Thinking about Complexity

Transdisciplinarity and Research on Religion and Health in Africa

in Religion and Theology
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Reflecting on research on “religion” and “health” in Africa, one quickly confronts the challenge of what we might call “the complex real”. Adequately to understand and act upon the complex real requires multiple disciplines and interlocking theoretical constructs that transcend any particular discipline. Here the issue of transdisciplinarity arises and, with it, the relationship between knowledge and ethics. Does this have relevance for African Studies, where the intellectual task of asking “what do we know” is hard to separate from the practical one of asking “what should we do”? Here we pursue that question using Max-Neef’s seminal understanding of transdisciplinarity.

Thinking about Complexity

Transdisciplinarity and Research on Religion and Health in Africa

in Religion and Theology




Jonathan Z. Smith“Religion, Religions, Religious,” in Critical Terms for Religious Studies (ed. Mark C. Taylor; Chicago, Ill.; London: University of Chicago Press1998) 269–271; see also idem Map Is Not Territory: Studies in the History of Religions (Chicago Ill.: University of Chicago Press 1993).


Manfred A. Max-Neef“Foundations of Transdisciplinarity,” Ecological Economics 53 (2005): 5.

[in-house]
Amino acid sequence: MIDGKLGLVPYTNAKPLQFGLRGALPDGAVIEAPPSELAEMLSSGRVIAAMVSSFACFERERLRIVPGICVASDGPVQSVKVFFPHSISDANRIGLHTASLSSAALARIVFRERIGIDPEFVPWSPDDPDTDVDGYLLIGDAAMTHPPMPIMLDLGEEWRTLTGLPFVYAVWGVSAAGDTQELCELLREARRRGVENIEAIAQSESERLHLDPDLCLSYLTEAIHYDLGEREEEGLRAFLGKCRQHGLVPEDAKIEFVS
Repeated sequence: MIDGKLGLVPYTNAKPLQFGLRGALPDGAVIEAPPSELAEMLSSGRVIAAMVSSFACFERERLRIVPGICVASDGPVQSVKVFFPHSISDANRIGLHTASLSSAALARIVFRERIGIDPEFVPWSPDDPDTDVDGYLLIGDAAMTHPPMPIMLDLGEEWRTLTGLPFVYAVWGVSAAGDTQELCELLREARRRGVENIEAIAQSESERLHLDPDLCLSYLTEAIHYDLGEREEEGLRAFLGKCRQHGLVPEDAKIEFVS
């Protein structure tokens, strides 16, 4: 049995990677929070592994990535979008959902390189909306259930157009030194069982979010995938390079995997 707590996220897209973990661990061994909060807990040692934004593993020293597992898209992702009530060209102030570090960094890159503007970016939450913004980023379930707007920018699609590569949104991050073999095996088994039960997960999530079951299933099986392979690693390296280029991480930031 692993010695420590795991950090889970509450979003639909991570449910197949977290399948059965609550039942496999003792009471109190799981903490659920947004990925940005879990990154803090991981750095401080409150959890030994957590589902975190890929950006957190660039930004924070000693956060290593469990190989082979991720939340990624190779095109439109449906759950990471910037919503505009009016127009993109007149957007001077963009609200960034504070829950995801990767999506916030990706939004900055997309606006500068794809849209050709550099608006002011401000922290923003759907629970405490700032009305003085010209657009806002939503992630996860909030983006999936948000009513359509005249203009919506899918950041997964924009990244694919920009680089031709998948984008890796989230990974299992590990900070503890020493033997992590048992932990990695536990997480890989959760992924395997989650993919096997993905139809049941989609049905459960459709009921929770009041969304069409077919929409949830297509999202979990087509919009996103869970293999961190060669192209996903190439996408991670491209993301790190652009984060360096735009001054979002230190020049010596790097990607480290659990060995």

See James R. Cochrane“The Language That Difference Makes: Translating Religion and Health,” Practical Matters 4 (2011): 1–16.


Judith R. Kaufmann and Harley Feldbaum“Diplomacy and the Polio Immunisation Boycott in Northern Nigeria,” Health Affairs 28 no. 4 (2009): 1091–1101.


Kaufmann and Feldbaum“Diplomacy” 1095.


See James R. Cochrane“Religion as Social Capital in the Context of Health: Mapping the Field,” in Assets and Agency: Papers and Proceedings of the Arhap International Colloquium (ed. James R Cochrane and Barbara Schmid; Cape Town: African Religious Health Assets Programme2003) 42–48.


Martha C. NussbaumWomen and Human Development: The Capabilities Approach (Cambridge: Cambridge University Press2000); Amartya Sen Development as Freedom (New York N.Y.: Random House 1999).


Max-Neef“Foundations of Transdisciplinarity” 5.


Max-Neef“Foundations of Transdisciplinarity” 7–8.


Max-Neef“Foundations of Transdisciplinarity” 8.


Max-Neef“Foundations of Transdisciplinarity” 9.


Max-Neef“Foundations of Transdisciplinarity” 9.


Max-Neef“Foundations of Transdisciplinarity” 11.


Max-Neef“Foundations of Transdisciplinarity” 12.


Max-Neef“Foundations of Transdisciplinarity” 15. More generally one may summarise the distinguishing features of transdisciplinarity thus: it a) deals with complexity and disciplinary fragmentation b) accepts local context-specific knowledge production c) implies intercommunicative action both among researchers and with those researched d) is often action-oriented and e) incorporates both theoretical and applied research. See Roderick J. Lawrence and Carole Després “Futures of Transdisciplinarity” Futures 36 no. 4 (2004): 397–405.


Jürgen HabermasKnowledge and Human Interests (trans. Jeremy J. Shapiro; Boston, Mass.: Beacon Press1972).


Max-Neef“Foundations of Transdisciplinarity” 10.


James C. ScottSeeing Like a State: How Certain Schemes to Improve the Human Condition Have Failed (New Haven, Conn.; London: Yale University Press1998).


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    Figure 1

    Understanding religion/health as a bounded field of unknowing

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